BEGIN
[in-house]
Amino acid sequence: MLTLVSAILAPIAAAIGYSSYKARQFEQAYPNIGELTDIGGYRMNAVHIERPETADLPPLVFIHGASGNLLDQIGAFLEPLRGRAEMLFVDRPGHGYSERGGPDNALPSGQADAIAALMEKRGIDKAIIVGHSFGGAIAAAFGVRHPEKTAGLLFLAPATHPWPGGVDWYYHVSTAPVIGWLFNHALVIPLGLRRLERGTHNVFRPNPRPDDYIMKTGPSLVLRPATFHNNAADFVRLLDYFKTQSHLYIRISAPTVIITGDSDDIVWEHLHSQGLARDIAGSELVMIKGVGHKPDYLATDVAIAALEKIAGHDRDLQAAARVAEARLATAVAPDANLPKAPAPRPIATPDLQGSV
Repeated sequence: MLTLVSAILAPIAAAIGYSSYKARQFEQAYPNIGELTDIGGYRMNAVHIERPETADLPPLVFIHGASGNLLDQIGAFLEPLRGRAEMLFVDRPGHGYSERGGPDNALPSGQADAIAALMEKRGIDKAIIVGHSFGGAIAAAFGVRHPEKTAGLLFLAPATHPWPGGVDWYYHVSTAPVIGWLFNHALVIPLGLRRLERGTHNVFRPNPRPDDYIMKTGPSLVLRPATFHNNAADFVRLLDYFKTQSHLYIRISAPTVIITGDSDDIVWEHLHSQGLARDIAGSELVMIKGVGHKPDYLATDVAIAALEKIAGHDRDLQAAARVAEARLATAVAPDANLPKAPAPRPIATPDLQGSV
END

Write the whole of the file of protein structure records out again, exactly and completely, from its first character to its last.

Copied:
[in-house]
Amino acid sequence: MLTLVSAILAPIAAAIGYSSYKARQFEQAYPNIGELTDIGGYRMNAVHIERPETADLPPLVFIHGASGNLLDQIGAFLEPLRGRAEMLFVDRPGHGYSERGGPDNALPSGQADAIAALMEKRGIDKAIIVGHSFGGAIAAAFGVRHPEKTAGLLFLAPATHPWPGGVDWYYHVSTAPVIGWLFNHALVIPLGLRRLERGTHNVFRPNPRPDDYIMKTGPSLVLRPATFHNNAADFVRLLDYFKTQSHLYIRISAPTVIITGDSDDIVWEHLHSQGLARDIAGSELVMIKGVGHKPDYLATDVAIAALEKIAGHDRDLQAAARVAEARLATAVAPDANLPKAPAPRPIATPDLQGSV
Repeated sequence: MLTLVSAILAPIAAAIGYSSYKARQFEQAYPNIGELTDIGGYRMNAVHIERPETADLPPLVFIHGASGNLLDQIGAFLEPLRGRAEMLFVDRPGHGYSERGGPDNALPSGQADAIAALMEKRGIDKAIIVGHSFGGAIAAAFGVRHPEKTAGLLFLAPATHPWPGGVDWYYHVSTAPVIGWLFNHALVIPLGLRRLERGTHNVFRPNPRPDDYIMKTGPSLVLRPATFHNNAADFVRLLDYFKTQSHLYIRISAPTVIITGDSDDIVWEHLHSQGLARDIAGSELVMIKGVGHKPDYLATDVAIAALEKIAGHDRDLQAAARVAEARLATAVAPDANLPKAPAPRPIATPDLQGSV